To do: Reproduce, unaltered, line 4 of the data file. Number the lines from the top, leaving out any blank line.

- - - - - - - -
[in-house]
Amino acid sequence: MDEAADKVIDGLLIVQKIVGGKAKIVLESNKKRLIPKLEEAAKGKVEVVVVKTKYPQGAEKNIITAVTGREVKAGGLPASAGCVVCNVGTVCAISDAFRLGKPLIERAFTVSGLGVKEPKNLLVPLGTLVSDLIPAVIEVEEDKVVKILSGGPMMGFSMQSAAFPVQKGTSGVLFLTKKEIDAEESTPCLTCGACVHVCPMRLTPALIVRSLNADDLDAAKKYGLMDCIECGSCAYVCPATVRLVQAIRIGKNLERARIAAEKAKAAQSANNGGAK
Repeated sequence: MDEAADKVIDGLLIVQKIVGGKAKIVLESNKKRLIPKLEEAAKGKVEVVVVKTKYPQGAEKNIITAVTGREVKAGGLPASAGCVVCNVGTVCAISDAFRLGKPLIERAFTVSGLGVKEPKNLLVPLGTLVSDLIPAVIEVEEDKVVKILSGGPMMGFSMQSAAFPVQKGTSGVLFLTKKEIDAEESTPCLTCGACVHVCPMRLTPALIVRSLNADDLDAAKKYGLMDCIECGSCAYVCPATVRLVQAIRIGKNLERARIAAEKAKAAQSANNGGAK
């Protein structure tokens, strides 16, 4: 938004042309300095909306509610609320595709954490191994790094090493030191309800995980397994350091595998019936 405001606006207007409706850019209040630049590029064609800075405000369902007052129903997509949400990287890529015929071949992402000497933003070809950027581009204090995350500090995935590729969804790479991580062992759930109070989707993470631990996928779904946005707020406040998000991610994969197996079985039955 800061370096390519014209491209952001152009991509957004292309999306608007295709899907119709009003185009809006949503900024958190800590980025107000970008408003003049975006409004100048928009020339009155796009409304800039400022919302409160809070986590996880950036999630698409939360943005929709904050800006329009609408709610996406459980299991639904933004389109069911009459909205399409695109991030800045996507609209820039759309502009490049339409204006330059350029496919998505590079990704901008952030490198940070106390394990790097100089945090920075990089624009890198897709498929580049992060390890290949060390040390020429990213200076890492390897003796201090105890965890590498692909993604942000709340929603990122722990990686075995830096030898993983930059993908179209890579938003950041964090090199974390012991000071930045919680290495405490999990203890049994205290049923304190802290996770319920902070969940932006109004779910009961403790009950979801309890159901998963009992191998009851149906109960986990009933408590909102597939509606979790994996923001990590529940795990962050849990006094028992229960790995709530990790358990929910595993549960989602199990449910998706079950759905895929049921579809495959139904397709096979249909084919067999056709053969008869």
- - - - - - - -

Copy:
């Protein structure tokens, strides 16, 4: 938004042309300095909306509610609320595709954490191994790094090493030191309800995980397994350091595998019936 405001606006207007409706850019209040630049590029064609800075405000369902007052129903997509949400990287890529015929071949992402000497933003070809950027581009204090995350500090995935590729969804790479991580062992759930109070989707993470631990996928779904946005707020406040998000991610994969197996079985039955 800061370096390519014209491209952001152009991509957004292309999306608007295709899907119709009003185009809006949503900024958190800590980025107000970008408003003049975006409004100048928009020339009155796009409304800039400022919302409160809070986590996880950036999630698409939360943005929709904050800006329009609408709610996406459980299991639904933004389109069911009459909205399409695109991030800045996507609209820039759309502009490049339409204006330059350029496919998505590079990704901008952030490198940070106390394990790097100089945090920075990089624009890198897709498929580049992060390890290949060390040390020429990213200076890492390897003796201090105890965890590498692909993604942000709340929603990122722990990686075995830096030898993983930059993908179209890579938003950041964090090199974390012991000071930045919680290495405490999990203890049994205290049923304190802290996770319920902070969940932006109004779910009961403790009950979801309890159901998963009992191998009851149906109960986990009933408590909102597939509606979790994996923001990590529940795990962050849990006094028992229960790995709530990790358990929910595993549960989602199990449910998706079950759905895929049921579809495959139904397709096979249909084919067999056709053969008869």